Sprint (NYSE: S) is looking to bolster its Ethernet strategy by offering customers the option to access two new options -- Ethernet over Copper (EoC) and Ethernet over DOCSIS (EoDOCSIS) -- via its growing array of access network partners this summer.
While Sprint has a well-developed fiber-based Ethernet product with its ILEC and CLEC partners, the EoC and EoDOCSIS products will enable it to reach more customers.
Mike Fitz, VP and general manager of Sprint's Global Wireline Business Unit, told FierceTelecom that these products give it more complementary weapons to its fiber-based Ethernet platform to satisfy multi-site businesses that might not need a fiber connection or aren't near fiber.
"We're going to be launching this summer Ethernet over Copper and Ethernet over DOCSIS options as well," Fitz said. "It's the same Ethernet access, but just instead of using fiber we'll use existing copper in the ground or the cable plant that Comcast (NASDAQ: CMCSA), Cox, and others offer services on, which will further expand our options for Ethernet as well."
Fitz added that "we're confident that once we launch those alternatives we will have 95 percent of the country blanketed with Ethernet access."
At this point, Sprint is building the External Network to Network Interconnection (E-NNI) arrangements with the ILECs and cable operators to offer these services.
"We're building the NNIs to get the reach to all of those sites and we're building the billing and the inventory systems as we speak to be able to do that," Fitz said. "What's interesting is the technology works because we use it today for our own cell site backhaul so it's not a matter of us launching a new unproven technology."
The expanded Ethernet plans come on the heels of Sprint launching a separate wireline division dedicated to its business customer base.
This division includes a dedicated set of sales representatives and solutions engineers who sell, design, implement and support wireline solutions for business customers.
Under the Global Wireline Business Unit, Sprint will provide a host of wireline services including: global MPLS and dedicated internet access (DIA) in 155 countries, global SIP trunking, Unified Communications, managed network solutions, managed security, remote mobile access and Ethernet.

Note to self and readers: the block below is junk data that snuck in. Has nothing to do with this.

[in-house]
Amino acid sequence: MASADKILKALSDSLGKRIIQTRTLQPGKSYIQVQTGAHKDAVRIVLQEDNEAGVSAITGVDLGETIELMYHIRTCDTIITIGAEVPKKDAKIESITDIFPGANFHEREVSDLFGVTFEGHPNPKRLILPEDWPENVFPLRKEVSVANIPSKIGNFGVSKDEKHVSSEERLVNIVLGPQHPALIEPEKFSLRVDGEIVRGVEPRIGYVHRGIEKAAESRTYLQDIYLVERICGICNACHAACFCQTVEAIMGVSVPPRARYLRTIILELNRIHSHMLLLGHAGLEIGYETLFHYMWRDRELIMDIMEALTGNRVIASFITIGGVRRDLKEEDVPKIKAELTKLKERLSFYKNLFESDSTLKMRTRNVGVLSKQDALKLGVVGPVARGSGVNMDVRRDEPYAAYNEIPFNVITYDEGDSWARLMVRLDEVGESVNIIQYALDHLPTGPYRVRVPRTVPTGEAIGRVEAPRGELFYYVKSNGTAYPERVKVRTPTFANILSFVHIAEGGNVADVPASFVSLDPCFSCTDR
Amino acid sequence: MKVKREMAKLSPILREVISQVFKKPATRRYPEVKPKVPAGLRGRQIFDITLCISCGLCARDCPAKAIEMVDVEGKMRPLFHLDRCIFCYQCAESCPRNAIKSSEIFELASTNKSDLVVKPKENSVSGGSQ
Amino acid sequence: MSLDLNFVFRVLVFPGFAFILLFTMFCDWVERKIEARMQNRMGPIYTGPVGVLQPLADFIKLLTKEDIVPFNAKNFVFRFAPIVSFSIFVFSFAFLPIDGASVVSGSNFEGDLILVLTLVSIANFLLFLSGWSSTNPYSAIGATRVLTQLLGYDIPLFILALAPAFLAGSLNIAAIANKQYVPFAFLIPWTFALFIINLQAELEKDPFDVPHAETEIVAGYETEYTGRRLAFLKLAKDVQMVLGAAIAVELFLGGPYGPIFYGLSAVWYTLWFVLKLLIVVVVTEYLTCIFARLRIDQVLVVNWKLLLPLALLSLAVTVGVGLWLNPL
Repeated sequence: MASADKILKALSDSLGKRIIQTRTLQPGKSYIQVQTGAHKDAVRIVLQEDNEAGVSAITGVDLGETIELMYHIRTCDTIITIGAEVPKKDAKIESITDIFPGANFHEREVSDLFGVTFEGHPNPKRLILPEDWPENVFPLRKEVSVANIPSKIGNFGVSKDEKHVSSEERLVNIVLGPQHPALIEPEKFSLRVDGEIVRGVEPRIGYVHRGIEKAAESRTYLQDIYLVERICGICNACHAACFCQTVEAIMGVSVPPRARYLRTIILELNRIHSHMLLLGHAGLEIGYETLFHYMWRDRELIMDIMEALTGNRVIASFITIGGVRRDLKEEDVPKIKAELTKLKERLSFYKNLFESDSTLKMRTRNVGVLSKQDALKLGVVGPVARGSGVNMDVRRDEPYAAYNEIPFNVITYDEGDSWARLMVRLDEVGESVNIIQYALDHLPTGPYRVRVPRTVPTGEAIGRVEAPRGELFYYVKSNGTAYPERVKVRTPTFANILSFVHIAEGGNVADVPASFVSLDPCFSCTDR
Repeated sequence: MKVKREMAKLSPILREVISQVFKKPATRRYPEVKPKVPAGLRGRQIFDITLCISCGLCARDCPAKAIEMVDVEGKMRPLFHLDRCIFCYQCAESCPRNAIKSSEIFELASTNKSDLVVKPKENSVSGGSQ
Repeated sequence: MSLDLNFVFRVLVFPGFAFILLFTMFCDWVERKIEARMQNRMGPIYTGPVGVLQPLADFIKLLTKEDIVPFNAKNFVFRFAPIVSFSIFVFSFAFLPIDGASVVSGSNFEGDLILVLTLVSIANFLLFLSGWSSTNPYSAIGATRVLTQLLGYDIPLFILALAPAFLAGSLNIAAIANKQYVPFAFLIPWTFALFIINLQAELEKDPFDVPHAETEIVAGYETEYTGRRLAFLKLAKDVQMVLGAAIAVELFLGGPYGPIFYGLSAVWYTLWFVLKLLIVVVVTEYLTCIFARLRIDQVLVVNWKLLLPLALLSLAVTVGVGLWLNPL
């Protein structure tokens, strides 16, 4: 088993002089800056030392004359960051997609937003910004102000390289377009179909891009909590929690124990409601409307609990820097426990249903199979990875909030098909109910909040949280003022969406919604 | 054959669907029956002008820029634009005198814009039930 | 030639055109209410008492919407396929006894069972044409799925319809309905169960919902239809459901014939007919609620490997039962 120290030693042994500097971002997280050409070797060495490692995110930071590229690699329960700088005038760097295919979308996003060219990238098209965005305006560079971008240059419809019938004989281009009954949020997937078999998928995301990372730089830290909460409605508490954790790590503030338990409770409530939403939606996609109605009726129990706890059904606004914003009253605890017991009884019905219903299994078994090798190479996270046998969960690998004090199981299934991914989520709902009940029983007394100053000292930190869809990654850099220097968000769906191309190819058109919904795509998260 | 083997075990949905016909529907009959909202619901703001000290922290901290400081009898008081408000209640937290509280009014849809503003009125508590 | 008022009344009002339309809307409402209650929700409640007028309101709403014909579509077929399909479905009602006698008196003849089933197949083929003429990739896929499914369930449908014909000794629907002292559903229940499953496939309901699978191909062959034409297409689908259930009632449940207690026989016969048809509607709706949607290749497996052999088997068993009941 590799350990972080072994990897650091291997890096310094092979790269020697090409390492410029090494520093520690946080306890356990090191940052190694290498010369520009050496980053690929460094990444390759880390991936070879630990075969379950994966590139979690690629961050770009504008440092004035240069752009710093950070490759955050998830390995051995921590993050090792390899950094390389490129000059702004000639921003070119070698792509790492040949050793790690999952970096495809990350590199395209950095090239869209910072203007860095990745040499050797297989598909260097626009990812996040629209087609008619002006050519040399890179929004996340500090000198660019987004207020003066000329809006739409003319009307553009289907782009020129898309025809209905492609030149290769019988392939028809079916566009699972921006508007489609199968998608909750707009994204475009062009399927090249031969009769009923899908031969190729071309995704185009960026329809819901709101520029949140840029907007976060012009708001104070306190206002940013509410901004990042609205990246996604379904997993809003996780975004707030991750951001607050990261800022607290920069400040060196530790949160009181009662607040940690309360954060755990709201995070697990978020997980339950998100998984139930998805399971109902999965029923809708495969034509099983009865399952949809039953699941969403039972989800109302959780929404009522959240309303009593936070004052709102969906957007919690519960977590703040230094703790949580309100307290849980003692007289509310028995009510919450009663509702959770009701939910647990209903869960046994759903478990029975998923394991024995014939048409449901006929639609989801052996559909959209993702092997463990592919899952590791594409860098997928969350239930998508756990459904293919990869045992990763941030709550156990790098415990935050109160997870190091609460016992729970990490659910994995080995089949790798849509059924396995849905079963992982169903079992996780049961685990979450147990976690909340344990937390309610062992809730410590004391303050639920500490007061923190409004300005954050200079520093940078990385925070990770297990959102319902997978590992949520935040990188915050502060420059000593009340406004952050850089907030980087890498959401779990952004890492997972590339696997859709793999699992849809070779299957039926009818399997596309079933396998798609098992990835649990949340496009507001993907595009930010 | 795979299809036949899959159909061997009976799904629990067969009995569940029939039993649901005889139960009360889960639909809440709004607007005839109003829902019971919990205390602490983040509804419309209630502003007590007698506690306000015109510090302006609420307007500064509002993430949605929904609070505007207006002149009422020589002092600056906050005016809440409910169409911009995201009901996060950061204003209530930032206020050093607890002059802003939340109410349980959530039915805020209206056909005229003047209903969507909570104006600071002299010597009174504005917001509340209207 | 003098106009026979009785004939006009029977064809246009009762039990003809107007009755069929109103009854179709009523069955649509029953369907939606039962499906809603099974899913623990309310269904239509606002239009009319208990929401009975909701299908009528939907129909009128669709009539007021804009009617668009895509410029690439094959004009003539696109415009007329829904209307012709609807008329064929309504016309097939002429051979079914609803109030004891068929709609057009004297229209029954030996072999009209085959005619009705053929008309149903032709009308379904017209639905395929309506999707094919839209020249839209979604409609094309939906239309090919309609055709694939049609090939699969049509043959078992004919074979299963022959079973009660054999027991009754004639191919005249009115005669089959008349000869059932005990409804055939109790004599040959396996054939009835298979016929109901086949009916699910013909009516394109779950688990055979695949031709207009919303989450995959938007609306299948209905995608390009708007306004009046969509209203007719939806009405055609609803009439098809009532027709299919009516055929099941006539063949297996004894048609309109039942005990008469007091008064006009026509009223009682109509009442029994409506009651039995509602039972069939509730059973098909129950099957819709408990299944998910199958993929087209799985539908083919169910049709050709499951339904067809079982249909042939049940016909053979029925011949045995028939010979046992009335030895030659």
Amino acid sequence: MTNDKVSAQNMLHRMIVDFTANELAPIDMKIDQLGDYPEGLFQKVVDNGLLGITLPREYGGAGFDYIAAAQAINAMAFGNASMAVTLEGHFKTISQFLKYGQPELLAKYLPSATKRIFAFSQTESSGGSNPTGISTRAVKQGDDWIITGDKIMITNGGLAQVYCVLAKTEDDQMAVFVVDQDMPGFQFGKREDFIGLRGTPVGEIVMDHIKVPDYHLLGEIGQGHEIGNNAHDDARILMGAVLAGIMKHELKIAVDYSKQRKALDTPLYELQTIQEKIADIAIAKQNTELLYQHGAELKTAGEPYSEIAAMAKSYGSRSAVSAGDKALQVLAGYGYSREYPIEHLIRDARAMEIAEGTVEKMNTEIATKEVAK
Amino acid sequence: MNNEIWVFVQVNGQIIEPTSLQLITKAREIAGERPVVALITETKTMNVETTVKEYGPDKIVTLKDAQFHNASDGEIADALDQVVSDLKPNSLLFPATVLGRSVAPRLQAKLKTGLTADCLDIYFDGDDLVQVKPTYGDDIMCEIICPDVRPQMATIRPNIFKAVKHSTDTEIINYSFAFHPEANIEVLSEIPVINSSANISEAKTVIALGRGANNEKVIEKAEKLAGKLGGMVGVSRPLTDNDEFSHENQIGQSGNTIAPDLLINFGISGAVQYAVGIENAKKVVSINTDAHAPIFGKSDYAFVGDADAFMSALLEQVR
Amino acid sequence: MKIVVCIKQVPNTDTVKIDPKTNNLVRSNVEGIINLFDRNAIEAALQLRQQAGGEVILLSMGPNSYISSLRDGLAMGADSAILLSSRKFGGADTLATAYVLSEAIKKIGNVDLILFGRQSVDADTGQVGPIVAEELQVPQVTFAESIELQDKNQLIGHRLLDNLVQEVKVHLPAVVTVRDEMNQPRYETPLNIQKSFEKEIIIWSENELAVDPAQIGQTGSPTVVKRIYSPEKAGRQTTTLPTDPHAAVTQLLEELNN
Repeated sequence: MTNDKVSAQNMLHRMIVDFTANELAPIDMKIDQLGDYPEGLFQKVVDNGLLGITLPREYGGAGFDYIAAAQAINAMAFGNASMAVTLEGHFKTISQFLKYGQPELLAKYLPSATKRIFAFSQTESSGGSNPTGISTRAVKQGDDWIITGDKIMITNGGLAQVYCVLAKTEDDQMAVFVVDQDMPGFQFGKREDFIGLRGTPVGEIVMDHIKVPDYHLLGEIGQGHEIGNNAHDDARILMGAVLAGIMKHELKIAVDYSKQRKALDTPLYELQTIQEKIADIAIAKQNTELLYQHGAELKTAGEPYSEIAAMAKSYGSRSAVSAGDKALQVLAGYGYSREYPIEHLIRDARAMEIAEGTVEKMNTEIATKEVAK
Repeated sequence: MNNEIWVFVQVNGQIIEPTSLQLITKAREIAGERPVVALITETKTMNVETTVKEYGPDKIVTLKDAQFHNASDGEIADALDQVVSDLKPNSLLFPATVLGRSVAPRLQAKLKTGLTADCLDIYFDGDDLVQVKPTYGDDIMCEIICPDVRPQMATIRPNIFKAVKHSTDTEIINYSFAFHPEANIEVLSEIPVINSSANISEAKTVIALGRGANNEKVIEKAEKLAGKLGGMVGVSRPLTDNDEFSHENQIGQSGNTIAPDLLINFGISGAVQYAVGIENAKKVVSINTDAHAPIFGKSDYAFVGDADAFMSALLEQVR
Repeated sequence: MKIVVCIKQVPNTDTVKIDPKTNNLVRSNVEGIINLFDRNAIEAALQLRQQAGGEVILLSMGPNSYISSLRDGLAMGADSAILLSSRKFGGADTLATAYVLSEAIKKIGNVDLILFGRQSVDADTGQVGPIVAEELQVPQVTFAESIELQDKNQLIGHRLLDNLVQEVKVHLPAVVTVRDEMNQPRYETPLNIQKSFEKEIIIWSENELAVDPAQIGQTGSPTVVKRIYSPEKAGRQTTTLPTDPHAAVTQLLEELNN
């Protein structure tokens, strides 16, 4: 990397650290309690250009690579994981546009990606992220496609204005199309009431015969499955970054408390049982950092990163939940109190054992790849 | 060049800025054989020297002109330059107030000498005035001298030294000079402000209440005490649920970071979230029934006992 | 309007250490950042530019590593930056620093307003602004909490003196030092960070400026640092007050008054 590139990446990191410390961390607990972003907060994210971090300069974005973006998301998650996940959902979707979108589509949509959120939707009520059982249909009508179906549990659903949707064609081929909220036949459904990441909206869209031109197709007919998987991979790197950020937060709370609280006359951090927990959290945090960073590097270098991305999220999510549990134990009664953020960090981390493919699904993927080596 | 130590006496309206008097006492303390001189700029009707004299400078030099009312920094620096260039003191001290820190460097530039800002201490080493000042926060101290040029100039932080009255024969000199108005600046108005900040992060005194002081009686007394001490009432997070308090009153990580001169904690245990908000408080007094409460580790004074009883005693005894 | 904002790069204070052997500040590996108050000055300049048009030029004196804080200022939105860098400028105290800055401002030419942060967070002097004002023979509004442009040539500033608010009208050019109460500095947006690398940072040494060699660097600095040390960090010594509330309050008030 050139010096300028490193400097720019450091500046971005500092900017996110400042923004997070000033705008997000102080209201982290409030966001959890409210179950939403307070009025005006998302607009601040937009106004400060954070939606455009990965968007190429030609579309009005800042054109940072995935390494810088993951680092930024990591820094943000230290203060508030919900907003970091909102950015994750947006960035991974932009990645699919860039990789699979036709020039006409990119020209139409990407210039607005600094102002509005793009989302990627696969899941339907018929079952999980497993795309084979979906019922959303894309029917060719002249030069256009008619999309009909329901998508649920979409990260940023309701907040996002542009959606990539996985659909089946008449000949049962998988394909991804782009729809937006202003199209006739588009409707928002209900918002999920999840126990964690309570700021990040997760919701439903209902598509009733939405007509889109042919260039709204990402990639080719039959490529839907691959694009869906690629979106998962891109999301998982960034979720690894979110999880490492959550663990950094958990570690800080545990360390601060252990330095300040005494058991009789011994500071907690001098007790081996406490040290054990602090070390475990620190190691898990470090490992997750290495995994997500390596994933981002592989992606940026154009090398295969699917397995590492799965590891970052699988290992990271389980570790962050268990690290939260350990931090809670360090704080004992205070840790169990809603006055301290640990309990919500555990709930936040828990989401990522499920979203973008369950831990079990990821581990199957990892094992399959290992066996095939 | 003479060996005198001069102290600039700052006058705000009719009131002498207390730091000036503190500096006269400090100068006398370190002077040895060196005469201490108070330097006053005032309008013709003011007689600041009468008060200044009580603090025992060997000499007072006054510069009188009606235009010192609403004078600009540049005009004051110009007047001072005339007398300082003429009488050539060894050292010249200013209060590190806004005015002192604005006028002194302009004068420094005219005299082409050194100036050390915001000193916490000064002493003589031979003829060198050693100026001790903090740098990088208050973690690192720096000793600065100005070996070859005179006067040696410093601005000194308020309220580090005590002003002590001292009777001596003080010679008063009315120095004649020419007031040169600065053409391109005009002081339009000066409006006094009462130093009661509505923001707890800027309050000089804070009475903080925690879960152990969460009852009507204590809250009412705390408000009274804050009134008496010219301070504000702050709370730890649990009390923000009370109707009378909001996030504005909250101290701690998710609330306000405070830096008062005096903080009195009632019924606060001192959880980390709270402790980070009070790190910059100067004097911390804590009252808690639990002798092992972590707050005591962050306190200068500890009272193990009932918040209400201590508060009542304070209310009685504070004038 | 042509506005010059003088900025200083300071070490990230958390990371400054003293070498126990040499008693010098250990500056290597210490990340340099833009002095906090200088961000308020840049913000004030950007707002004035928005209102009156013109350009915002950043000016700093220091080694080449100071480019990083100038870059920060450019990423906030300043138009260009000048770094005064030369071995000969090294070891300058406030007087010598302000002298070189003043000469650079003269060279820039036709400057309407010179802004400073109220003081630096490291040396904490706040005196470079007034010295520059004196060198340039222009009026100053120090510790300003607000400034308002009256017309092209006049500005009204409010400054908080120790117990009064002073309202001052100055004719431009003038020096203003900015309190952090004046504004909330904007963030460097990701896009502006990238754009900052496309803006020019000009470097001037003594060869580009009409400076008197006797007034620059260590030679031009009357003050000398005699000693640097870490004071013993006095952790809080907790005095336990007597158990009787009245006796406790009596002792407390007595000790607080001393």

But what about building out its own fiber?
While Sprint already owns a lot of its own long-haul and some metro fiber to carry its wireless and wireline services, the service provider will only build out fiber to specific buildings when it can make a business case work. Today, Sprint fulfills the majority of its fiber-based Ethernet requests by purchasing Ethernet and fiber from other ILECs, CLEC and cable operators.
Specifically, the driver for Sprint to deploy fiber directly into a building is when a customer requests gigabit level speeds.
"We own obviously a lot of fiber for backhaul, and we have on occasion for big customer deals done fiber-to-the-premises ourselves so if the economics makes sense we do it," Fitz said. "There are plenty of customers that have GigE connections or 10 GigE and the economics are such that it makes sense to do it."
However, Fitz says it's hard to justify building out fiber for a lot of customer locations, particularly those that require lower speed connections.
"For the majority of connections, the economics aren't there," Fitz said. "If I have a circuit into a mall and AT&T and Verizon does and my customer wants 10 Mbps of service, it does not make sense to trench fiber in there five times for the five different carriers."
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